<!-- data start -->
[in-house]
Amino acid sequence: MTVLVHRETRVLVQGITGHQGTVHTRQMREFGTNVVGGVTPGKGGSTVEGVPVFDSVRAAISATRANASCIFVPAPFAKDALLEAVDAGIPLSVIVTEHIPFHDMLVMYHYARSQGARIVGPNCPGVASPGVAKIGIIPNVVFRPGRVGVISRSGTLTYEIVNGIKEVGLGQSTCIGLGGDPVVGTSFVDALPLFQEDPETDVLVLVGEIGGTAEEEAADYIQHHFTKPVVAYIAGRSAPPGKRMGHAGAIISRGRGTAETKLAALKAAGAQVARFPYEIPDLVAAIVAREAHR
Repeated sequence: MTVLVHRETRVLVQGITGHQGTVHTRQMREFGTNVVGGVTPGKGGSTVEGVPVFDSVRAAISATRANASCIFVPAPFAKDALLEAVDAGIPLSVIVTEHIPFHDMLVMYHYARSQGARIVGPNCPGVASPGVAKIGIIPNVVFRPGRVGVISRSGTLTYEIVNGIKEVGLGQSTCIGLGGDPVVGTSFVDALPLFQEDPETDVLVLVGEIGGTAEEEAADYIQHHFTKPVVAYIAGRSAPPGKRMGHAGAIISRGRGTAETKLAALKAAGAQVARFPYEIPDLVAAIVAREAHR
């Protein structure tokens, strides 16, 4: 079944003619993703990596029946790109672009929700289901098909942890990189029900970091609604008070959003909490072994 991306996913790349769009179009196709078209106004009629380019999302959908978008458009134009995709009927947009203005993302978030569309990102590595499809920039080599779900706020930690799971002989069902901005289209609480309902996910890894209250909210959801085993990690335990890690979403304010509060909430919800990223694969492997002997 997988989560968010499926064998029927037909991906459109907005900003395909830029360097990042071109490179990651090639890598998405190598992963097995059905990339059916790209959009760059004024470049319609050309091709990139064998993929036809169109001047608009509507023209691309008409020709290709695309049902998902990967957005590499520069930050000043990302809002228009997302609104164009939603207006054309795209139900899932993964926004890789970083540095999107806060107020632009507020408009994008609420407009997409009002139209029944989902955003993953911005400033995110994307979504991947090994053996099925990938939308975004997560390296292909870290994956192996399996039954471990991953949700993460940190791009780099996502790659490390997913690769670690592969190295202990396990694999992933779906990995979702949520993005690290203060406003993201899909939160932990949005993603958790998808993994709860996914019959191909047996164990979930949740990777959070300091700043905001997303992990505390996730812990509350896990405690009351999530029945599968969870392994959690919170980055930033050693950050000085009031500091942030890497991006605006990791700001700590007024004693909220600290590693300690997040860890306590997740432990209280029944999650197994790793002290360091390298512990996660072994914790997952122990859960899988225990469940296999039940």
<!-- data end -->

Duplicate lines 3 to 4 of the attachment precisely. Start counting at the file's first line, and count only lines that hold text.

Repeated sequence: MTVLVHRETRVLVQGITGHQGTVHTRQMREFGTNVVGGVTPGKGGSTVEGVPVFDSVRAAISATRANASCIFVPAPFAKDALLEAVDAGIPLSVIVTEHIPFHDMLVMYHYARSQGARIVGPNCPGVASPGVAKIGIIPNVVFRPGRVGVISRSGTLTYEIVNGIKEVGLGQSTCIGLGGDPVVGTSFVDALPLFQEDPETDVLVLVGEIGGTAEEEAADYIQHHFTKPVVAYIAGRSAPPGKRMGHAGAIISRGRGTAETKLAALKAAGAQVARFPYEIPDLVAAIVAREAHR
């Protein structure tokens, strides 16, 4: 079944003619993703990596029946790109672009929700289901098909942890990189029900970091609604008070959003909490072994 991306996913790349769009179009196709078209106004009629380019999302959908978008458009134009995709009927947009203005993302978030569309990102590595499809920039080599779900706020930690799971002989069902901005289209609480309902996910890894209250909210959801085993990690335990890690979403304010509060909430919800990223694969492997002997 997988989560968010499926064998029927037909991906459109907005900003395909830029360097990042071109490179990651090639890598998405190598992963097995059905990339059916790209959009760059004024470049319609050309091709990139064998993929036809169109001047608009509507023209691309008409020709290709695309049902998902990967957005590499520069930050000043990302809002228009997302609104164009939603207006054309795209139900899932993964926004890789970083540095999107806060107020632009507020408009994008609420407009997409009002139209029944989902955003993953911005400033995110994307979504991947090994053996099925990938939308975004997560390296292909870290994956192996399996039954471990991953949700993460940190791009780099996502790659490390997913690769670690592969190295202990396990694999992933779906990995979702949520993005690290203060406003993201899909939160932990949005993603958790998808993994709860996914019959191909047996164990979930949740990777959070300091700043905001997303992990505390996730812990509350896990405690009351999530029945599968969870392994959690919170980055930033050693950050000085009031500091942030890497991006605006990791700001700590007024004693909220600290590693300690997040860890306590997740432990209280029944999650197994790793002290360091390298512990996660072994914790997952122990859960899988225990469940296999039940």